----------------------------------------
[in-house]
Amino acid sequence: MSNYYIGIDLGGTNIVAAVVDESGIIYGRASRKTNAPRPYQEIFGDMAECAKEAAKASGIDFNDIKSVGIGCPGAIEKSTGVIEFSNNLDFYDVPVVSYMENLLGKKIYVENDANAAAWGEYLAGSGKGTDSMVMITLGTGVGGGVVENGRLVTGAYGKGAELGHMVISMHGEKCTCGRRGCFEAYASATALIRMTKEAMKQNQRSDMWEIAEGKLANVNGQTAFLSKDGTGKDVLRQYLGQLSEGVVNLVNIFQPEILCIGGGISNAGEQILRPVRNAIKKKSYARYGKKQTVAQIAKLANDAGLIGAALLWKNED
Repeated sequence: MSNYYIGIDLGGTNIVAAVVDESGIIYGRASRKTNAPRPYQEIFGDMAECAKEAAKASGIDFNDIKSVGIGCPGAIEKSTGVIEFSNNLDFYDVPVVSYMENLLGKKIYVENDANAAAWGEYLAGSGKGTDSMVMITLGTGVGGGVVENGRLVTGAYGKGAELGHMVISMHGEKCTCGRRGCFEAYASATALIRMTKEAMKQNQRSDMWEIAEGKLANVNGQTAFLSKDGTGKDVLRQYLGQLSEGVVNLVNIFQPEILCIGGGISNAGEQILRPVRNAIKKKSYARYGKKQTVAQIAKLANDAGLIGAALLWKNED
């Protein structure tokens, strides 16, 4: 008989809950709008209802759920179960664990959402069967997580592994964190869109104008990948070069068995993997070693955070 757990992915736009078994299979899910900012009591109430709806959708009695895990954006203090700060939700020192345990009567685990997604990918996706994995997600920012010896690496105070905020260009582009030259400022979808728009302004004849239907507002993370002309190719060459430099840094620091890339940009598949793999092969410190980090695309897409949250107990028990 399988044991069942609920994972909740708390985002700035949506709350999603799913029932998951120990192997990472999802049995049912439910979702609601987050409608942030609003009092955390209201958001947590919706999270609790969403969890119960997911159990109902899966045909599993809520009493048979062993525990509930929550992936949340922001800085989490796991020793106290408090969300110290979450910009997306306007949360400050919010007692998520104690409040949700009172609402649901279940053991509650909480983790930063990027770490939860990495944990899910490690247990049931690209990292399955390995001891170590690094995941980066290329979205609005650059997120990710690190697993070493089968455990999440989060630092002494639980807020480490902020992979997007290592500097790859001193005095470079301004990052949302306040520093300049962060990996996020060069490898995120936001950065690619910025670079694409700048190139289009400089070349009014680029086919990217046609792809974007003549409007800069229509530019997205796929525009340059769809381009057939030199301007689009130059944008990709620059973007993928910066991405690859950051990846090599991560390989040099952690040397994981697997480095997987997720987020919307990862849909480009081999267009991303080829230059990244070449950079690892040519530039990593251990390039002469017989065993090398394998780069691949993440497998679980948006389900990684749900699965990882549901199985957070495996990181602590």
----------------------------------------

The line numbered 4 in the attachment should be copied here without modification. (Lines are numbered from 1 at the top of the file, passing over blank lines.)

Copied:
């Protein structure tokens, strides 16, 4: 008989809950709008209802759920179960664990959402069967997580592994964190869109104008990948070069068995993997070693955070 757990992915736009078994299979899910900012009591109430709806959708009695895990954006203090700060939700020192345990009567685990997604990918996706994995997600920012010896690496105070905020260009582009030259400022979808728009302004004849239907507002993370002309190719060459430099840094620091890339940009598949793999092969410190980090695309897409949250107990028990 399988044991069942609920994972909740708390985002700035949506709350999603799913029932998951120990192997990472999802049995049912439910979702609601987050409608942030609003009092955390209201958001947590919706999270609790969403969890119960997911159990109902899966045909599993809520009493048979062993525990509930929550992936949340922001800085989490796991020793106290408090969300110290979450910009997306306007949360400050919010007692998520104690409040949700009172609402649901279940053991509650909480983790930063990027770490939860990495944990899910490690247990049931690209990292399955390995001891170590690094995941980066290329979205609005650059997120990710690190697993070493089968455990999440989060630092002494639980807020480490902020992979997007290592500097790859001193005095470079301004990052949302306040520093300049962060990996996020060069490898995120936001950065690619910025670079694409700048190139289009400089070349009014680029086919990217046609792809974007003549409007800069229509530019997205796929525009340059769809381009057939030199301007689009130059944008990709620059973007993928910066991405690859950051990846090599991560390989040099952690040397994981697997480095997987997720987020919307990862849909480009081999267009991303080829230059990244070449950079690892040519530039990593251990390039002469017989065993090398394998780069691949993440497998679980948006389900990684749900699965990882549901199985957070495996990181602590």